A Recent 1to1

26th Feb 2016

I had just finished processing some recent images and was walking through to the kitchen to reward myself with a nice cup of tea when the familiar ring tone of my mobile phone started to fill the airwaves causing me to return to my computer desk and retrieve my phone from under a pile of papers, As I picked up the phone I saw a number displayed that I didn't recognise, "Hello, Chris Beard", I answered, the voice on the other end replied cheerily "Hi Chris its Stephen, I need some help with my photography are you free"?

20 minutes later I had been booked to take Stephen up to the Isle of Skye for a week, my brief was to assist him to come back home with 4 or 5 really good images and to teach him how to use his new polarising filter and neutral density graduated filters.

Why Skye and not a trip nearer to home?

Well Stephen had never been north of Gretna before and he fancied the challenge of photographing in the wild mountains of Scotland.

So what happens next?

Well as a regular photographic workshop leader I know all too well the benefits of planning a photography trip - what times are sunrise and sunset, what locations will suit these times best and what weather conditions are we likely to experience? Skye is a location I know very well having lived up in Scotland for 15 years, the weather is the key factor in any photographic trip and knowing locations to visit when the weather isn't at its best is vital to giving yourself the best opportunity of returning home with some good images. With all the planning done and gear packed the day of the drive north soon arrived, as we drove up the A82, through the Trossacks and alongside Loch Lomond the scenery was spectacular. Crystal clear blue sky, glistening white snow capping Ben Lomond it was hard not to stop and get our cameras out but we had to be at our b&b in Portree before 20:00hrs, so with heavy hearts we continued our relentless drive north.

Monday morning saw up and out before dawn for the drive up to the Quiraing, as we waited for the sun to rise we watched with heavy hearts as the clouds rolled in, now they weren't forecast! We were set up and ready, scenes carefully composed, camera settings checked and double checked and we had a mental note of how the light might illuminate our composition should the clouds part so we were ready for all eventualities. We could see the sky brightening and knew that the sun would be above the horizon but it wasn't finding any gaps in the cloud through which it could send its magical, landscape illuminating rays. Stephen went for a short walk to try and bring some life back into his cold limbs while I maintained my vigil with remote release clasped firmly in my glove shrouded fingers. Then for a brief few seconds rays of light found their way through the cloud bringing the landscape to life, I clicked the shutter as Stephen rather stiffly made his way back to his camera, too late the light was only fleeting and he had missed it. That was his first tough lesson to learn, after dragging yourself from a warm bed out into sub zero temperatures, carefully setting up your camera you can't really go wandering off no matter how cold your are when there is a chance of good light IF you want to make good images. For someone who hasn't photographed in among the mountains before he hadn't realised that you can spend a lot of time sitting and waiting, sometimes for hours for a momentary shaft of light, even though I had explained that to him as we were setting up he hadn't fully appreciated my words. A tough lesson to learn on your first morning but one that was learned well through this experience and one I doubt he would make again.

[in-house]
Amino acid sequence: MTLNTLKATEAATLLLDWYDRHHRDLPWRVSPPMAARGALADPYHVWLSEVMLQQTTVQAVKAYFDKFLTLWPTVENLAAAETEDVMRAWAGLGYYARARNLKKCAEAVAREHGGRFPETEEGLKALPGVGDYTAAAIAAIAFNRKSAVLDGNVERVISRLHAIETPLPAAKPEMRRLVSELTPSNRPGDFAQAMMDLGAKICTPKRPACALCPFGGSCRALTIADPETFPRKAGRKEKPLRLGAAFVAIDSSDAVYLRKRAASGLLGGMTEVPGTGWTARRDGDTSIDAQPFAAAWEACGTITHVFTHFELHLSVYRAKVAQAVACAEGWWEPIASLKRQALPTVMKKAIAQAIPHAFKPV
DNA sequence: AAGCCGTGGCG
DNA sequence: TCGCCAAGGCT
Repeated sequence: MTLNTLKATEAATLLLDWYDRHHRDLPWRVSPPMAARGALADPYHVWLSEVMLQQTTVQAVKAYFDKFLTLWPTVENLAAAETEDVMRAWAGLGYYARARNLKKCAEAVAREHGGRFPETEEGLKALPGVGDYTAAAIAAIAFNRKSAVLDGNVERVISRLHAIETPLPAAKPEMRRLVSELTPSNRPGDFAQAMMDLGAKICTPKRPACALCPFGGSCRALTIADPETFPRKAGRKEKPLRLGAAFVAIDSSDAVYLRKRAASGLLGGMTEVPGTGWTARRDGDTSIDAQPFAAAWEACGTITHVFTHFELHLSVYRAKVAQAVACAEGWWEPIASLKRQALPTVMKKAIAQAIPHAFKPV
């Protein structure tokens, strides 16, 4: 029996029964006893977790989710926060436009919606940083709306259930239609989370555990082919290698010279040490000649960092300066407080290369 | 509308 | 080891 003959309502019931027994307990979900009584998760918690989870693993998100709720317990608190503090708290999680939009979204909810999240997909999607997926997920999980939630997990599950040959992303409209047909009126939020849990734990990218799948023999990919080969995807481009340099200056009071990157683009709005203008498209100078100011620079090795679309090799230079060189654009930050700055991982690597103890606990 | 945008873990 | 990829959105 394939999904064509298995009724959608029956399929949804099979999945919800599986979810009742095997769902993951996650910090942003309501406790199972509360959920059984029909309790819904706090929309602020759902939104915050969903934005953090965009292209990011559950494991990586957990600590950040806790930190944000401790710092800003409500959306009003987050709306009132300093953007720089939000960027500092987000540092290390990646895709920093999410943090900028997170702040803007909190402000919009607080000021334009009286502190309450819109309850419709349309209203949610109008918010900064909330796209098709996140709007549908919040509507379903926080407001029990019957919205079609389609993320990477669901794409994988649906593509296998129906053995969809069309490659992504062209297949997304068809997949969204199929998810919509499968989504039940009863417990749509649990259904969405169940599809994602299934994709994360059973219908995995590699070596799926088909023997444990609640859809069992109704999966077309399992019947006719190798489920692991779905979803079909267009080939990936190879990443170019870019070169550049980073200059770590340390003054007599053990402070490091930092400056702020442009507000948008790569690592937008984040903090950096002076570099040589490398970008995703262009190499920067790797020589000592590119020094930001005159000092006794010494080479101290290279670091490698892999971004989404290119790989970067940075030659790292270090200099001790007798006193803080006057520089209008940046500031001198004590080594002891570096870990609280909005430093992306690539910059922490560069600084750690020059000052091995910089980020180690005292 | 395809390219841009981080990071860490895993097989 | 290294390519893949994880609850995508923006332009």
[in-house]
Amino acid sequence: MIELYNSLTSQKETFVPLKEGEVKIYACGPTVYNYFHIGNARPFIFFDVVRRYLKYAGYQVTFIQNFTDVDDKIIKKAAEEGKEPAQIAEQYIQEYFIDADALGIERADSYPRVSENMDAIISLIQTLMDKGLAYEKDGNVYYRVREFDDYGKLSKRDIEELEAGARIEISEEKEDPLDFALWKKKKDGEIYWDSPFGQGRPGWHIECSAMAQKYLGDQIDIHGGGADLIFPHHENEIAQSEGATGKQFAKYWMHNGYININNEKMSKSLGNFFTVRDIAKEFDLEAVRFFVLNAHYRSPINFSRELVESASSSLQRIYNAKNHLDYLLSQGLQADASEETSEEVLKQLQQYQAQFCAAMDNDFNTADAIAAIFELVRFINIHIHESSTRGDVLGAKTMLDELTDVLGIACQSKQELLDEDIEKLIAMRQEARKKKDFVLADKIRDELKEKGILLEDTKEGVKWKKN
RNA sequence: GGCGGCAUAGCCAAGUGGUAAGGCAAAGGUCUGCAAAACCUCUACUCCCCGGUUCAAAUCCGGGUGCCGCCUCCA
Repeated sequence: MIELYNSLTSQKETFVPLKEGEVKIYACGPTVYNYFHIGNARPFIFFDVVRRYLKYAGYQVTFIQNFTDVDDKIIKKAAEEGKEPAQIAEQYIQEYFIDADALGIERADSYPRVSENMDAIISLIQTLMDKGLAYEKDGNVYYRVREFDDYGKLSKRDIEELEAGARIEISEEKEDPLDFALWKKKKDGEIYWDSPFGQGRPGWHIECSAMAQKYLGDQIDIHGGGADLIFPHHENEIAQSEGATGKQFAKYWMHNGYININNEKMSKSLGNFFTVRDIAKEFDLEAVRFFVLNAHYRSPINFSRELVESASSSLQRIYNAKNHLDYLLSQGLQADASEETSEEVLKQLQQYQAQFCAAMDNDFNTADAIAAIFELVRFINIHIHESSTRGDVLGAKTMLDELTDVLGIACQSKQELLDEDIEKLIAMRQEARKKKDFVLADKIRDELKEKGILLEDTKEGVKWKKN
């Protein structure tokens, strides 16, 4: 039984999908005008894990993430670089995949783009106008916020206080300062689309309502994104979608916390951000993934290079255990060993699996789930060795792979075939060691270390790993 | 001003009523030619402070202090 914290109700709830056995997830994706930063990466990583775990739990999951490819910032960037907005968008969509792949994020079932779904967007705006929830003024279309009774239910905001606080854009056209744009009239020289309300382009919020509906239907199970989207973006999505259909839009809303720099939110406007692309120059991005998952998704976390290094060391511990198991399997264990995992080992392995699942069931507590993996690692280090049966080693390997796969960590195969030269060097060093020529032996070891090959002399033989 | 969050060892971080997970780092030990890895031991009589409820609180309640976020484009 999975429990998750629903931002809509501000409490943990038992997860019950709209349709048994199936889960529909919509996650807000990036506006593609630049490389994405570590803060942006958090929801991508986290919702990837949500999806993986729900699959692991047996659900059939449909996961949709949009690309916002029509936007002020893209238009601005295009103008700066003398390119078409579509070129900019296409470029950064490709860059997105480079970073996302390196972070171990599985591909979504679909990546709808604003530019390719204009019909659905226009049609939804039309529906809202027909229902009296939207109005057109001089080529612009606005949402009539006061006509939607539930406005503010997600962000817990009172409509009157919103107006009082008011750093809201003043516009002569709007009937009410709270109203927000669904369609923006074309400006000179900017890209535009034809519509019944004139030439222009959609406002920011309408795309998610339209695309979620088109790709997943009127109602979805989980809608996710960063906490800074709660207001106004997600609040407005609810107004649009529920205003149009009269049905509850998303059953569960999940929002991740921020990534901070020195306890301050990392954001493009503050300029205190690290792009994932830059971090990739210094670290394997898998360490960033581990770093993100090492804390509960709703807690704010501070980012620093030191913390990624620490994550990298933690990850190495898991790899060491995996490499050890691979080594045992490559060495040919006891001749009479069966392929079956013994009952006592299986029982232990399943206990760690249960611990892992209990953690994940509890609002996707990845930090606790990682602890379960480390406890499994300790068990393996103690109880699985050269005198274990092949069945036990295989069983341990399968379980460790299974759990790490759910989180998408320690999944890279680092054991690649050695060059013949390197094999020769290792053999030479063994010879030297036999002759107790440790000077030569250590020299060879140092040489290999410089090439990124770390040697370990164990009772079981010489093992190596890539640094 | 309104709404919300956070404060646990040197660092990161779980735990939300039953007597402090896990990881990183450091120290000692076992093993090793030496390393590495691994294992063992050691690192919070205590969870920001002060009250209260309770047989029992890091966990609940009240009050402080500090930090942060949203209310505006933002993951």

We waited on for another hour or so but the clouds refused to part so we headed back for a welcome breakfast before continuing with the rest of our day. After refueling we headed back out again, as we drove south from Portree I saw the clouds starting to break so I decided to head towards Sligachan and help Stephen get over his earlier disappointment by working on some compositional skills. As we talked through various factors to keep in mind regarding composition and practiced assessing various scenes the clouds had now almost vanished completely and so it was time to put our compositional theory into practice.

Over the next 4 days we worked on how to use ND Graduated filters and polarising filters, how to pre-visualise a finished image before making an exposure, using the right lens for image, how to select the best aperture and streamlining our work flow to ensure we take fewer images but more higher quality ones. Now Stephen is already a very good photographer with an acceptance in to 2015 Landscape Photographer of the Year but he still wanted to brush up on various techniques to help him become a better, more consistent photographer. As well as improving his technique he wanted to come home from Skye with 4 or 5 really good images, one from each day. Well despite loosing one complete day to bad weather he managed to go back home with 11 or 12 really good images which more than exceeded his goal and has had a number of his recent images printed in his local newspaper.

I got another phone call from Stephen recently, this time he told me "I am now taking some of the best images I have ever taken, I'm still buzzing and feel as if I am really on a roll with my photography". I get a real boost from seeing people improve their photography and then hearing about their post workshop successes, obviously we all have bills to pay but I would still do this job even if I didn't need the money.



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